This Filipino Grammy-winning singer, Dreamer and paralegal is achieving big dreams, while handling 21 Savage deportation case

Raymond Partolan is not your typical paralegal.

The 25-year-old works for Kuck Baxter Immigration, the firm handling the high profile deportation case of 21 Savage.

He graduated summa cum laude Mercer University, as a full scholarship student.

He’s an advocate that’s been consulting lawmakers and other groups in issues affecting the Asian American community. He’s also a musician and a Grammy winner.

The Filipino from Georgia is doing this all while he’s on the Deferred Action for Childhood Arrivals program.

“For about 15 years, over half of my lifetime, I lived here in the United States without any kind of lawful status. It was until the age of 19 in 2012 when the DACA program began to give me some semblance of safety and security in the country. When I was 10 and became undocumented I really didn’t understand what it meant to be undocumented.

Partolan was one of the voices on the John Daversa Big Band’s American Dreamers: Voices of Hope, Music of Freedom album, the winner of this year’s best large jazz ensemble, which tells the story of DACA recipients.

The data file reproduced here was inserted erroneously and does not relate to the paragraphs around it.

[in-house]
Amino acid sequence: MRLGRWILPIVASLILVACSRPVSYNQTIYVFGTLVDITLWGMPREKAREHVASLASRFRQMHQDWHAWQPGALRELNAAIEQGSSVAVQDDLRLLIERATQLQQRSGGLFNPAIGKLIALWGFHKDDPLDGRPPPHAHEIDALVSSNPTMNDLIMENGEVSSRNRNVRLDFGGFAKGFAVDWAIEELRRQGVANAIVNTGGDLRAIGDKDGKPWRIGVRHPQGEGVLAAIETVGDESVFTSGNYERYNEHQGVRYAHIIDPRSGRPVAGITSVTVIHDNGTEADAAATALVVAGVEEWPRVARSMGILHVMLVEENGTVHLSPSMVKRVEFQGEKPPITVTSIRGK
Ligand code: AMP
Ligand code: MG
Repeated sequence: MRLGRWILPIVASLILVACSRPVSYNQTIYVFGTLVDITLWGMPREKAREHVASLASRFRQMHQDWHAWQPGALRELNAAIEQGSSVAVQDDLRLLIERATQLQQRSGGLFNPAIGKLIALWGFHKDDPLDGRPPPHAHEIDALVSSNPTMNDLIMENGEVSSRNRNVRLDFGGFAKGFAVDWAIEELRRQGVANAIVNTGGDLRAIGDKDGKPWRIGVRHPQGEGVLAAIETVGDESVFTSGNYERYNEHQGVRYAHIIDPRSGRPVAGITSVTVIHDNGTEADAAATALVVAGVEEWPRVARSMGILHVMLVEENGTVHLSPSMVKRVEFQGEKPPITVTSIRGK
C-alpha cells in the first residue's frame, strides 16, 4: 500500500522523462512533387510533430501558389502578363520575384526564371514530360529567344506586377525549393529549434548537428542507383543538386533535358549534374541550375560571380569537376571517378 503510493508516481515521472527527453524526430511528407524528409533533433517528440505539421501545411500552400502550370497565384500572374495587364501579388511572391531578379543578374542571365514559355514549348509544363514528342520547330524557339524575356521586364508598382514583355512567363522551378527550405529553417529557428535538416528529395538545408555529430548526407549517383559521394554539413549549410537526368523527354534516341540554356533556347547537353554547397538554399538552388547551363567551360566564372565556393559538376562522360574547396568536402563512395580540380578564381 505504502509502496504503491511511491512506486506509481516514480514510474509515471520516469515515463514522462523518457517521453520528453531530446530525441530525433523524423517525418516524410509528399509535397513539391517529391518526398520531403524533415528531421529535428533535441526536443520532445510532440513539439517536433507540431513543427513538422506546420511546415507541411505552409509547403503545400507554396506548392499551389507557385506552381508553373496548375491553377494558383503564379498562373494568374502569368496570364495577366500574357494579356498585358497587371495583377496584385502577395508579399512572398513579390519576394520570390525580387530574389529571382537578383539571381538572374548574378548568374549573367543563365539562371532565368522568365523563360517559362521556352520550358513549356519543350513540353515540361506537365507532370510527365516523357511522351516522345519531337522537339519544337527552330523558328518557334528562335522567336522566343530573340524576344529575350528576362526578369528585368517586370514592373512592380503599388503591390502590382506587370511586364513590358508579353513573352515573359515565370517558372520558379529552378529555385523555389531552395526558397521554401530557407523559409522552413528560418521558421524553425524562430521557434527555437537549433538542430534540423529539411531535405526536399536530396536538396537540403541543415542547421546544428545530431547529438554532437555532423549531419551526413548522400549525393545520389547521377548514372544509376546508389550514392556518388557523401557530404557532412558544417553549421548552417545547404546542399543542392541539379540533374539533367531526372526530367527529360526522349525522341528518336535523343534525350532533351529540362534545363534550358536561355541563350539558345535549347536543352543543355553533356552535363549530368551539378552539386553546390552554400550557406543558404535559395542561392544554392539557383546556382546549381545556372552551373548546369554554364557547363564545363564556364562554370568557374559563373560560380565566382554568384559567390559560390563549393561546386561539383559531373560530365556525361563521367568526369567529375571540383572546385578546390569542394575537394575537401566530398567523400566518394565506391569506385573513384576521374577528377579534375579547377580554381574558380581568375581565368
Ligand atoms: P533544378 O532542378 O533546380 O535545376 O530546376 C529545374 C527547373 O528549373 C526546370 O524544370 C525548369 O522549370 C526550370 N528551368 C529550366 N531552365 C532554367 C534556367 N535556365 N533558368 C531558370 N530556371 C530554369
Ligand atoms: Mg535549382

“With the kind of attention that this album has gotten people across the country are going to being to see an understand the kinds of struggles we as undocumented people have to face on a daily basis. This album really has the potential to move people to action.

He delivered a speech, as Dreamers were honored at the Hubert H. Humphrey civil and human rights dinner last year.

Despite a life of success, the stress being undocumented drove him to contemplate suicide.

The same week he won the Grammy, news broke that the United Kingdom-born rapper 21 Savage was in the county illegally.

Partolan has been aiding in finding relief for the hip hop star — a story that hits close to home for him and his fellow musicians.

And as that case plays out, he’s also looking to chase his next dream of being a full-fledged lawyer, a tall task for a dreamer in his region.

“Even though our communities are very hostile in many places in our state I think there is a wonderfully vibrant advocacy community here a lot of undocumented people in our community have come together and have started to realize the kind of power that we have especially when we begin to share our stories.”

Georgia is one of the many states that does not allow non-residents to practice law, but Partolan has faced the tough odds before, and even at the worst of times, his dreams have always stayed alive.

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